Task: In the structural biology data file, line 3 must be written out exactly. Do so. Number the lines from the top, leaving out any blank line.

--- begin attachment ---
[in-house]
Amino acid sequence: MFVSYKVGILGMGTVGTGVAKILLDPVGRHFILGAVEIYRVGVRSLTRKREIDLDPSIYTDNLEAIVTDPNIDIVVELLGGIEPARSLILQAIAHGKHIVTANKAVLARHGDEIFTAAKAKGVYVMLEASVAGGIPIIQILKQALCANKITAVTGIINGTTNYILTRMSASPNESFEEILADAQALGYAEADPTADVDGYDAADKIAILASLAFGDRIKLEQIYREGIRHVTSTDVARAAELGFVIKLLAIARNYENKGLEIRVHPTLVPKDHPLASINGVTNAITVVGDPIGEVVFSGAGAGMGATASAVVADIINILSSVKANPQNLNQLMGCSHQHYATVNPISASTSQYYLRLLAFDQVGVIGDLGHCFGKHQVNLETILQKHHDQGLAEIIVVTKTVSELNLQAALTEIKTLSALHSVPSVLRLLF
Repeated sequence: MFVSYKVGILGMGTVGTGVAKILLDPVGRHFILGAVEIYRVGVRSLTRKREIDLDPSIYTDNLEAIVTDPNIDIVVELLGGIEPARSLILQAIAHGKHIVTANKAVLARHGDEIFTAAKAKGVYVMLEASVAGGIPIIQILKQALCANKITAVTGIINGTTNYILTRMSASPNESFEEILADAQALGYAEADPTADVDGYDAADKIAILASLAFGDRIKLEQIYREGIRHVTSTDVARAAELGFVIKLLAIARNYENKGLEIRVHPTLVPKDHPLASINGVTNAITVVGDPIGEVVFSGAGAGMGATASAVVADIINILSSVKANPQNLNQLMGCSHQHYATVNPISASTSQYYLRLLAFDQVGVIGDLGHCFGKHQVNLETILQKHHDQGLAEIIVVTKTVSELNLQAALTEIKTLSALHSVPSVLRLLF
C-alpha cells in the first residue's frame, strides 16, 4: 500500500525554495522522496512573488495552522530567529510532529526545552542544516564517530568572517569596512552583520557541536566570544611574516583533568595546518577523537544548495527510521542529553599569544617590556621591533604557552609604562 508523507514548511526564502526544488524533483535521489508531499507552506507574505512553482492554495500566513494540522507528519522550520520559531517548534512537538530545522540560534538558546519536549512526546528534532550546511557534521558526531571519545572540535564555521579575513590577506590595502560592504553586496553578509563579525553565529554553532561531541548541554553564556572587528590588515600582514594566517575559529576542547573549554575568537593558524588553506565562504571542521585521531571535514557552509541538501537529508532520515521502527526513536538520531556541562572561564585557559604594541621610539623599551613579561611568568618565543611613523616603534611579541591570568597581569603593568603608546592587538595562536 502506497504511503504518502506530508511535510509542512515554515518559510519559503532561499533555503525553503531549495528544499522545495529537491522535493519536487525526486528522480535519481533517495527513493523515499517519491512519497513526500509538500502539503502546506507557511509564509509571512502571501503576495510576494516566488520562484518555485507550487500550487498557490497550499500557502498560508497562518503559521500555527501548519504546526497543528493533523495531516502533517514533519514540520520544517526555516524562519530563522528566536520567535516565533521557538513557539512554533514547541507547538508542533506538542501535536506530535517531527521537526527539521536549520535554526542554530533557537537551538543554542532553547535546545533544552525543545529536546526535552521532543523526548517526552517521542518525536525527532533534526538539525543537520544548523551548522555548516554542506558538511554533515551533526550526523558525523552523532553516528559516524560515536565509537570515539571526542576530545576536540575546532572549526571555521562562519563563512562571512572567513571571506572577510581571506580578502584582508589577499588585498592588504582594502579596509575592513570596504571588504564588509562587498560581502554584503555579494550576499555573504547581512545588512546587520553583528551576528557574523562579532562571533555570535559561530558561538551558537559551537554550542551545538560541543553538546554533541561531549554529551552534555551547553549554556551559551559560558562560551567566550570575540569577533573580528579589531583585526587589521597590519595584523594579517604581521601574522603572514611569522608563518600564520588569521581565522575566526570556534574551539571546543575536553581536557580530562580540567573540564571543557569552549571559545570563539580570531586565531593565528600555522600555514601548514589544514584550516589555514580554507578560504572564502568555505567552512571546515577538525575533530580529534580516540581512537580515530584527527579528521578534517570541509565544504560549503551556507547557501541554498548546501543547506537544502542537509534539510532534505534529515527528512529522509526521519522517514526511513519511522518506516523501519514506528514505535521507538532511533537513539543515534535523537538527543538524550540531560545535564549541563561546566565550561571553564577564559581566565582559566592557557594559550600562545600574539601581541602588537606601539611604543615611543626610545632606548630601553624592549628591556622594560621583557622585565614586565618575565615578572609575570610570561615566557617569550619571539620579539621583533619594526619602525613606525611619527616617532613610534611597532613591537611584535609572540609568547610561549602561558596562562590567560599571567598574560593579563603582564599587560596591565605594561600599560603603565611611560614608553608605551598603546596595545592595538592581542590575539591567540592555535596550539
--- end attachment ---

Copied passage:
Repeated sequence: MFVSYKVGILGMGTVGTGVAKILLDPVGRHFILGAVEIYRVGVRSLTRKREIDLDPSIYTDNLEAIVTDPNIDIVVELLGGIEPARSLILQAIAHGKHIVTANKAVLARHGDEIFTAAKAKGVYVMLEASVAGGIPIIQILKQALCANKITAVTGIINGTTNYILTRMSASPNESFEEILADAQALGYAEADPTADVDGYDAADKIAILASLAFGDRIKLEQIYREGIRHVTSTDVARAAELGFVIKLLAIARNYENKGLEIRVHPTLVPKDHPLASINGVTNAITVVGDPIGEVVFSGAGAGMGATASAVVADIINILSSVKANPQNLNQLMGCSHQHYATVNPISASTSQYYLRLLAFDQVGVIGDLGHCFGKHQVNLETILQKHHDQGLAEIIVVTKTVSELNLQAALTEIKTLSALHSVPSVLRLLF